12:30 PM Lunch on site at Elk Creek Winery

Upon arriving at Elk Creek Winery lunch will be provided. Following the lunch there will be a tour of the facility explaining the production of their wines.

3:00 PM Depart from Elk Creek Winery proceeding to General Butler State Park. Proceed back to 227 from the winery and turn right. In Owenton follow 127 north until you come to route 35. Turn  left on 35 and proceed to the interstate 71 and proceed west to General Butler/Carrollton exit. Turn right and proceed north to the General Butler State Park entrance on your left (approximately   three miles from the interstate.) The park lodge is at the top of the hill. The trip from Elk Creek Winery to General Butler State Park is approximately 45 minutes.

6:00 PM KWOA and KWOF Annual Awards Banquet (located in the General Butler Conference Center – a short walk from the lodge)

Following the banquet:

University of Kentucky Forestry and Natural Resource Student Presentation

University of Kentucky Forestry and Natural Resource Student Scholarship KWOF Award Presentation

Kentucky Division of Forestry Service Foresters Award Presentation

Kentucky and National Tree Farm Report

Society of American Foresters Baggenstoss Award

Presentation of Leopold Program

Wednesday, March 21

(Breakfast on your own / please make arrangements for check out)

(Meeting will resume again at the General Butler Conference Center)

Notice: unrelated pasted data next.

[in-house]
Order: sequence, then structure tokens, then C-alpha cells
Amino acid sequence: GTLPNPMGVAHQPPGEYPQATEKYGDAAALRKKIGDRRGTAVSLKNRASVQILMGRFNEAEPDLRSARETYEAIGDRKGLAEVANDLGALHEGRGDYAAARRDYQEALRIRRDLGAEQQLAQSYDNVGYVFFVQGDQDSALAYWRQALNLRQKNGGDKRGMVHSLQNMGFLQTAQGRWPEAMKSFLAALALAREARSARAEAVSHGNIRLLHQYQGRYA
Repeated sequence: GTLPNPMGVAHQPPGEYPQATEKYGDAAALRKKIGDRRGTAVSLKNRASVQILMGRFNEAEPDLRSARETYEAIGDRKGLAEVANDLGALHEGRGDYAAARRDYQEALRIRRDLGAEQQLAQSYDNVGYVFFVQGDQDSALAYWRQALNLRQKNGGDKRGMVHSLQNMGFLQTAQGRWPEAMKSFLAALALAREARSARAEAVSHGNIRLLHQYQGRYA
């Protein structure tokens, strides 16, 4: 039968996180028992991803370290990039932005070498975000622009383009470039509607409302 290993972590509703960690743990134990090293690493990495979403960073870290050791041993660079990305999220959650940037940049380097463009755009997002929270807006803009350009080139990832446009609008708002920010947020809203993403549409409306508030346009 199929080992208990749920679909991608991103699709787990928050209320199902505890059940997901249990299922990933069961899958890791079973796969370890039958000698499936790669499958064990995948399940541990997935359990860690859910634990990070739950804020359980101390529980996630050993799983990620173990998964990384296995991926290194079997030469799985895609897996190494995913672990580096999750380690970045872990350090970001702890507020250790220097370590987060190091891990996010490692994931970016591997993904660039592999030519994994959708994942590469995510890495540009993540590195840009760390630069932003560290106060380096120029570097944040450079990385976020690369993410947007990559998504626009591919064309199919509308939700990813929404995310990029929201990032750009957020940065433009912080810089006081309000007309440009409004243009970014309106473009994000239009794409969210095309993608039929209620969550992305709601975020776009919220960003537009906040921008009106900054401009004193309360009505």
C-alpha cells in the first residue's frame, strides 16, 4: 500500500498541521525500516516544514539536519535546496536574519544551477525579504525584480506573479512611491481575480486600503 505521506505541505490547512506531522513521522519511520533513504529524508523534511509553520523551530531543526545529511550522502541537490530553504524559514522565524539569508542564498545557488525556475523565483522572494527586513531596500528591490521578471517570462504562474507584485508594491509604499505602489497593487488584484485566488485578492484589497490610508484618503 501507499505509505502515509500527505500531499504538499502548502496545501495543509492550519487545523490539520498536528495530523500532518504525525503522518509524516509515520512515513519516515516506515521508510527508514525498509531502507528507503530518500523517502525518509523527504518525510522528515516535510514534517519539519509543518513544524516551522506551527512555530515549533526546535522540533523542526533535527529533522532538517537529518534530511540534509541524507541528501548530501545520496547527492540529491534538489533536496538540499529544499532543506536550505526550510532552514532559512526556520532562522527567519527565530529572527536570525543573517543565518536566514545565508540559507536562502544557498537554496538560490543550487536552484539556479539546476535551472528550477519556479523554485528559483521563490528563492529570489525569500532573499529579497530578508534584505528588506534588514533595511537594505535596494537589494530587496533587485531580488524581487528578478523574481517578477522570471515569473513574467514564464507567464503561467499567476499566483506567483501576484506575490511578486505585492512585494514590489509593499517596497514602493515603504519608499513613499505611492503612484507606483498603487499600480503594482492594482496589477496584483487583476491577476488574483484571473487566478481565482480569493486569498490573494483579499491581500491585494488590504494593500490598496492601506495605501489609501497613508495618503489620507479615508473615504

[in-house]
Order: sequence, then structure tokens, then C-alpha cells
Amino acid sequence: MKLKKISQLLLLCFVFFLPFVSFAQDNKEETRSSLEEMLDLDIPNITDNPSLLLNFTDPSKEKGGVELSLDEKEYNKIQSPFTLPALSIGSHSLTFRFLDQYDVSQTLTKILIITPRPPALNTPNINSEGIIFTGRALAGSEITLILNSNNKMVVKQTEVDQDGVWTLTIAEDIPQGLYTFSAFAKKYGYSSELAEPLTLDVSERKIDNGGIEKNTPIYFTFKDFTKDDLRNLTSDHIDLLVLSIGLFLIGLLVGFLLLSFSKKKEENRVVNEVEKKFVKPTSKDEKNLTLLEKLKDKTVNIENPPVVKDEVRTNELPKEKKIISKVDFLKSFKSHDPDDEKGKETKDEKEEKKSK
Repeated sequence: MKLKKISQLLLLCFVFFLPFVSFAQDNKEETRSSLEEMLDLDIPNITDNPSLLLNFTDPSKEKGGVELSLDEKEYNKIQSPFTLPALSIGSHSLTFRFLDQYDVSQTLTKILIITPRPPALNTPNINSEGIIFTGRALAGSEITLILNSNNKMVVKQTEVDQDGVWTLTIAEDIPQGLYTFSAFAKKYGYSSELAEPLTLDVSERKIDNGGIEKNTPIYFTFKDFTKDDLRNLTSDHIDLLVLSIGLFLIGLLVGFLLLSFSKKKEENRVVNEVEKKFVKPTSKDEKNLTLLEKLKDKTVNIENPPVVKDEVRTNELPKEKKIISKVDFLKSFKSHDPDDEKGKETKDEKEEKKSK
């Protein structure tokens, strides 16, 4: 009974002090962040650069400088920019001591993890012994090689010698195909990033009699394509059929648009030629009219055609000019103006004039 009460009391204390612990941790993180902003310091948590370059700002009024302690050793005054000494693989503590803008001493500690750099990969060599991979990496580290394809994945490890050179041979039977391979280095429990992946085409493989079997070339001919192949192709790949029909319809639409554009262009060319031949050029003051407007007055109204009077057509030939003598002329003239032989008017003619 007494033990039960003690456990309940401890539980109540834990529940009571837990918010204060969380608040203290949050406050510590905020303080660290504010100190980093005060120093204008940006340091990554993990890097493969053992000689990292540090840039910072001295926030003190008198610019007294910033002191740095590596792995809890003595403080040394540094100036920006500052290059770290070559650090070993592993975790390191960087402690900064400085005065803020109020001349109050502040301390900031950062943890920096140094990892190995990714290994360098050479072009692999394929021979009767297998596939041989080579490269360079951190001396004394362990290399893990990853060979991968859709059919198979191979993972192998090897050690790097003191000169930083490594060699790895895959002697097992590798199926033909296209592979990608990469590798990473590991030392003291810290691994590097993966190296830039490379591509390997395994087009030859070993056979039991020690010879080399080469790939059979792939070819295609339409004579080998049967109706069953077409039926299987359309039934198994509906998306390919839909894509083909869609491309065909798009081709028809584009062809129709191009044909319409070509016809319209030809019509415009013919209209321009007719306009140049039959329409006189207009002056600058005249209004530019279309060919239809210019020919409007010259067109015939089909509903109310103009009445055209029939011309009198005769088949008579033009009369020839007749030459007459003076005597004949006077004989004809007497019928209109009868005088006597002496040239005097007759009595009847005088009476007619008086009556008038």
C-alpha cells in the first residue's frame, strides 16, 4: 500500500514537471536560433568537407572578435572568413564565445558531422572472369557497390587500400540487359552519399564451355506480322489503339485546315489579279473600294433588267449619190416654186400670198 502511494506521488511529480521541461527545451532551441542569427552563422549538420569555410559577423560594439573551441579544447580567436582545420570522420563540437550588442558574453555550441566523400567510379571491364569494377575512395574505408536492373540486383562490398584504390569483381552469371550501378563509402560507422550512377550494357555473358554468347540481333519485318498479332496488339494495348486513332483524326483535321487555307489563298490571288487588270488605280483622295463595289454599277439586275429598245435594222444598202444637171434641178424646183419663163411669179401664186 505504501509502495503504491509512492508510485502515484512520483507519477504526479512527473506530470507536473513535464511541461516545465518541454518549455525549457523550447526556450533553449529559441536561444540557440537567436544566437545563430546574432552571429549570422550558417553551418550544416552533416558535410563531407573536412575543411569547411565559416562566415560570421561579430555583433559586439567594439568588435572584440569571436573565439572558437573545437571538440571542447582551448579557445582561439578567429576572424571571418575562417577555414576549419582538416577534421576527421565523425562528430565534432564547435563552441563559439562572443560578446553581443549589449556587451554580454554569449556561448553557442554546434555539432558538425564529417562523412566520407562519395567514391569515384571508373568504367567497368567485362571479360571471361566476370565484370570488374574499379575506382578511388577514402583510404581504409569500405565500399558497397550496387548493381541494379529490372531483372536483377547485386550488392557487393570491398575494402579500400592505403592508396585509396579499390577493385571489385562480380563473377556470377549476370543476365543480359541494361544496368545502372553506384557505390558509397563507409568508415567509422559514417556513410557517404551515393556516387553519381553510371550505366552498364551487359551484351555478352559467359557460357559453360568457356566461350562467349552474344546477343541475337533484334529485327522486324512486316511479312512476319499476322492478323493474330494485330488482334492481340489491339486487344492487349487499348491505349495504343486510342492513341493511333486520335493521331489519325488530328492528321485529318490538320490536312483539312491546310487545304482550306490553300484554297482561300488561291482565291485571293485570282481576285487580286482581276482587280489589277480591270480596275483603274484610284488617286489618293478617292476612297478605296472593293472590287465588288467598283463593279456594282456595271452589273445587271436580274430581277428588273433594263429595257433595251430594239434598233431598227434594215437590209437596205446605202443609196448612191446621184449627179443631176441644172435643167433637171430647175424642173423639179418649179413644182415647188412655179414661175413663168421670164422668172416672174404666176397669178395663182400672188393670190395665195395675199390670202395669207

8:30 AM Welcome and Announcements

8:45 AM White Oak Supply Report and Ash Issues in Kentucky

White oak and ash are important tree species to many Kentucky woodland owners. In 2017, University of Kentucky Forestry Department conducted a survey at the KWOA annual meeting to better understand woodland owner perceptions of current and future white oak supply issues. Also in 2017, KWOA requested the development of a white paper on the EAB Disaster in Kentucky. This presentation will present results from these research projects.

9:15 AM Kentucky Forest Health Updates

In addition to the emerald ash borer, several other invasive insects and diseases present potential threats to Kentucky forest health.  Neighboring states have Asian longhorned beetle, European gypsy moth, and thousand cankers disease, but what are these and what do they mean for Kentucky?  This session will introduce you to these threats and also discuss the current management strategies to protecting our woodlands.

9:45 AM Deer Management in Kentucky